Nora Feinstein 23july2010 Yiddish Book Center
, Reform Judaism
, Baltimore Jewish Community
, Jewish Theological Seminary
, New York City
, Yiddish Theatre
, Sholem Aleichem
, Reclaiming Yiddish
, Yiddish Book Center
, Challenges of Learning Yiddish
, Yiddish Poetry
, Jewish Identity
Nora Feinstein, 2010 participant in the Steiner Summer Yiddish Program at the Yiddish Book Center, was interviewed by Emma Morgenstern on July 23, 2010 at the Yiddish Book Center. Nora grew up in a Reform Jewish family in Baltimore, Maryland and participated in Reform Jewish life. National Federation of Temple Youth (NFTY) was a defining aspect of her high school life. She describes herself as a “Jewish life dork” in high school. Through NFTY (pronounced “nifty”), she realized it could be “cool to be involved Jewishly.”
Run time 40 minutes 50 secondsProducer Yiddish Book CenterAudio/Visual sound, color
In high school she won a Meitav Fellowship from the Union for Reform Judaism, enabling her to interact with other “scholarly kids” and the leadership of the movement. The Fellowship gave her many opportunities, including a semester in Israel on an Eisendrath International Experience.
Notwithstanding her background in Reform Judaism, Nora enrolled in a joint degree program at Barnard College and the Jewish Theological Seminary (JTS), the rabbinical school and educational institution for Conservative Judaism. She chose this path because it enabled her to pursue both a liberal arts degree and a degree in Jewish Studies. She describes her freshman year as difficult because it presented a “cross-cultural experience within her own culture.” She became aware that there were differences between the experiences and education of Conservative and Reform kids. Although her rabbi is “worried about losing her [to the conservative movement],” she still defines herself as a Reform Jew, but now “with strings and asterisks.” The study of denominationalism in American Jewish Life has become a focus of her studies.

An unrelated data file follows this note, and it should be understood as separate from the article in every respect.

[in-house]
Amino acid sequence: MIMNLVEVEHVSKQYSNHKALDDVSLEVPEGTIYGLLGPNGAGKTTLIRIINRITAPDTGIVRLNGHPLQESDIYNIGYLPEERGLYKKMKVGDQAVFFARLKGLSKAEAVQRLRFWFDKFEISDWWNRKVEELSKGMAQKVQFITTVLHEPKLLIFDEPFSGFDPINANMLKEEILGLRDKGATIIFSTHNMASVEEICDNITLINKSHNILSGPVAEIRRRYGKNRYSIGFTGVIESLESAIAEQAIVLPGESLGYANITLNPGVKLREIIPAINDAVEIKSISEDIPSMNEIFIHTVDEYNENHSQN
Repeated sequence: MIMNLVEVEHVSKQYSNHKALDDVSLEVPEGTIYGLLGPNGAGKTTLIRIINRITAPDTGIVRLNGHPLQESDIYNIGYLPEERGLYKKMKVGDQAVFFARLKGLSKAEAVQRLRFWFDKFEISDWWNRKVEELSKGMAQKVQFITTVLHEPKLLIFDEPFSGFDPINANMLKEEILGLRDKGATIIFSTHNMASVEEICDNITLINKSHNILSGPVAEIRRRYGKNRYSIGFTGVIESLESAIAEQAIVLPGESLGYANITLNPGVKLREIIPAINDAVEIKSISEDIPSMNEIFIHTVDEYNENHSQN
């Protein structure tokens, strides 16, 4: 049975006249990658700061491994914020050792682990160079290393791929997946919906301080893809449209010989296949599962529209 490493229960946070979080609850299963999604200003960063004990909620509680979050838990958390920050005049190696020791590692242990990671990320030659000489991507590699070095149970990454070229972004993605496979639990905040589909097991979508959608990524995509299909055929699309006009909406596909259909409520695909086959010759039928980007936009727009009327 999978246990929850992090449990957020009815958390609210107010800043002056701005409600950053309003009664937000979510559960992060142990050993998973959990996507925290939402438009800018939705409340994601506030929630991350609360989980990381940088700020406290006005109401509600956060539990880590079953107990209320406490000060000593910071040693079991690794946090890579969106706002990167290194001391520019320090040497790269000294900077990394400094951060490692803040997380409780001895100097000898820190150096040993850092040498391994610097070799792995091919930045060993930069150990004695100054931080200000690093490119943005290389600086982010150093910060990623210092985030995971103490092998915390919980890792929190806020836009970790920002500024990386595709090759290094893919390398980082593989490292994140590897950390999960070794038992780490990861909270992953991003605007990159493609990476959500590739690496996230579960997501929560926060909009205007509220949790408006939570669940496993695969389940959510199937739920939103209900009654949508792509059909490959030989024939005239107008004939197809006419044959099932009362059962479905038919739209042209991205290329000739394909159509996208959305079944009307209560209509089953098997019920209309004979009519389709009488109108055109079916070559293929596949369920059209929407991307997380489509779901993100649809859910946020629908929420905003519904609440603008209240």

Nora states that she was always drawn to Yiddish because it was the language of “her people,” and was excited that JTS and Barnard offered Yiddish courses. A class in Sholem Aleichem’s literature cemented her interest in Yiddish. Explaining that something in the course just “clicked” for her, she now agrees with her JTS professor, Dr. David Roskies, that perhaps the best reason to study Yiddish is to be able to read Sholem Aleichem in the original. She knew after that course that she had to learn Yiddish to “really get it all.”
She loves learning Yiddish as a participant in the 2010 Summer Program. Her post-internship plans include continuing to study Yiddish and to include it in her scholarly pursuits. Her grandfather has agreed to speak Yiddish with her to maintain her speaking skills.
Asked about reactions to her learning Yiddish, she responds that her grandparents’ and parents’ generations were excited, while her peers asked, “Why?” In response, she says she has learned that “Yiddish alone is reason enough.” She states that it is important to her and to other Jews and non-Jews that we don’t lose the culture of a people. She finds it exciting that “we can keep it alive – do new and exciting things, while preserving the past.”
As of 2010, she is a Discovery Project Fellow for the Yiddish Book Center and is working on a project connected to the Kellerman family, her sponsors for the Summer Program. Henry Kellerman was involved in the Yiddish theater in New York City. She is helping the family collect and organize its Yiddish theater memorabilia, ultimately to create a scrapbook which will enhance the Yiddish Book Center’s collection as well as help the family.
She sees Yiddish as fitting best in her academic world. It enables her to connect with a variety of Jewish people, as well as non-Jews who are attracted to Yiddish. She describes Yiddish as a “pre-fab way of connection to others.”
She described her experience with the internship program as “intense.” She came to the Yiddish Book Center because of a professor, but was leaving with the fire and spark she got from the other participants. Nora described her special moment of the summer as a literature class taught by Dr. Allison Schachter. The class read a poem in Yiddish that Nora had read in English at JTS. Getting through it in Yiddish gave her hope as a Yiddish student.
The interview ends with Nora’s advice to future Yiddish students – “don’t get discouraged” and find moments to cherish.
To cite this interview: Nora Feinstein Oral History Interview, interviewed by Emma Morgenstern, Yiddish Book Center's Wexler Oral History Project, Karmazin Recording Studio, Yiddish Book Center, July 23, 2010. Video recording, http://archive.org/details/NoraFeinstein23july2010YiddishBookCenter ( [date accessed] )